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Tags Recommends: dating and dying!

Fall has arrived at the office which means it’s time for drinking tea, dressing in fashionable layers, and getting spooked by a series of terrifying games. I can’t help you with the tea or layers but I can certainly come through in the third department. This week’s recommendations contain the two purest autumn emotions: romance and horror. Check out the full details below.

We Met in May

The weather is getting colder as we enter October and there’s one emotion to define the season… Romance! Wait, romance? We Met in May is the team at Starmaid Games’ semi-autobiographical game about going on a series of dates. Now, these aren’t your usual video game dates, these are hyper-normal things like drinking wine on a beach or cooking dinner. It’s beautifully pedestrian that brings a level of mundane maturity to the genre. None of this should surprise fans of Starmaid’s other works like Beach Date (which is included in We Met in May) or Kimmy which are both intimate looks into very human events. 

We Met in May is perhaps not the game you were expecting to play this October, but it’s definitely one that you should pick up.

Walls Closing In

I’ve been keeping an eye on the Scythe Dev Team for a while now and they’re continually improving. I’ve always had a soft spot for their games, but throughout the Northbury Grove trilogy they’ve began tackling (and nailing) bigger concepts and really coming into their own on the minute to minute design choices that give a game its feel. 

The team is finally concluding their Northbury Grove trilogy with Walls Closing In, and the game delivers all of the first person exploration frights that you could hope for. In true horror tradition you’re a hapless woman running from an unstoppable slasher who apparently has nothing better to do than to hunt you down. Of course this means you’re running, hidding, and puzzling your way through a murder-house/ serial killer workshop. There aren’t many elements of Walls Closing In that stray too far from horror tradition, but because of that it feels like one of the most Halloween-y games you can play this year.

No Delivery

It’s confession time: I’ve never played an RPG set in a pizza parlor. I know, I know, how can I claim to be able to make recommendations when I have never stepped foot into this well-trod genre? Well don’t worry faithful, No Delivery is here to fill this gap in my experience. Jokes aside, No Delivery is one of the weirdest, but most interesting horror games I’ve played this year.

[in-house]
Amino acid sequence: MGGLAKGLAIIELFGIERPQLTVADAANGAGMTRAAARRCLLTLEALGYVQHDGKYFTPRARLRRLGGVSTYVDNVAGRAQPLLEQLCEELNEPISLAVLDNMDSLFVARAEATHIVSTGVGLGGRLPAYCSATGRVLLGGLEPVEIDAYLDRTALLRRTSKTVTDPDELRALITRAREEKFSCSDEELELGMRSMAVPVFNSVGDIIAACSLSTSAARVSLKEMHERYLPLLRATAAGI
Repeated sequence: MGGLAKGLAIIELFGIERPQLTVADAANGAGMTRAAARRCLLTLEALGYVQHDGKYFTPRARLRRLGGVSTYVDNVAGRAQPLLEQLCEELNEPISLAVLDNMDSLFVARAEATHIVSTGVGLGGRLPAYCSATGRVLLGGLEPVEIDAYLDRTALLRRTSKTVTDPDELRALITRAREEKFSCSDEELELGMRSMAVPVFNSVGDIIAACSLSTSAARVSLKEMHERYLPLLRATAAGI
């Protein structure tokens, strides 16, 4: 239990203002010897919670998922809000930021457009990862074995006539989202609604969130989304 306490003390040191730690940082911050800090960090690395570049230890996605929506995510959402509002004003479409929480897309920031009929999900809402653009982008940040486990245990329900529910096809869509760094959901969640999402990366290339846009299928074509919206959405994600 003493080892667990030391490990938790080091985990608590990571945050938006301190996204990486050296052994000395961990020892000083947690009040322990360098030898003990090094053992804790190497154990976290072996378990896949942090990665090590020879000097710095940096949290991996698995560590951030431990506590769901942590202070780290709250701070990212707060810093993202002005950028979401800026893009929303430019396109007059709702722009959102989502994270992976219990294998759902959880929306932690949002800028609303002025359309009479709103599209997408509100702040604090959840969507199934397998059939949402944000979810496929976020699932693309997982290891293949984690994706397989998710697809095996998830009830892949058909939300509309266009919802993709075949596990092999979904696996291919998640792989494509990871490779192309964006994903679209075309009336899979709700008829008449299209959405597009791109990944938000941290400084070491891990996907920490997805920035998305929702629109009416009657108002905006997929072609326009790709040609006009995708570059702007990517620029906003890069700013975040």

Let’s get some of the familiar stuff out of the way first: the game plays like a pretty normal JRPG in the Earthbound tradition so there are no surprises there…. But that’s it for the familiar. No Delivery takes place in and around a dirty pizza parlor in the middle of the night and puts you into the shoes of a series of underpaid parlor employees. All of my characters died pretty quickly which gave the game a cool vignettes style, and showed off just how varied the characters are. Of course this continues into one of the main ways that No Delivery sets itself apart from its peers: it’s a horror RPG. I won’t go into the specifics of the scares for fear of ruining them, but there’s a level of creeping horror here that the pixel art leaves beautifully understated. I didn’t expect what came around each turn. 

I haven’t gotten to spend as much time with No Delivery as I’d like, but after the time I did spend with the game it would be a shame not to include it in these recommendations. 

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Thanks for the recommendation!

It’s honestly great to see how the weirdness in this little pizza rpg is described and embraced

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Thanks for the write-up and share, Spencer! We started our game making journey right here on Itchio. Much love to this platform and all of our fellow devs, gamers, and creators that use it!

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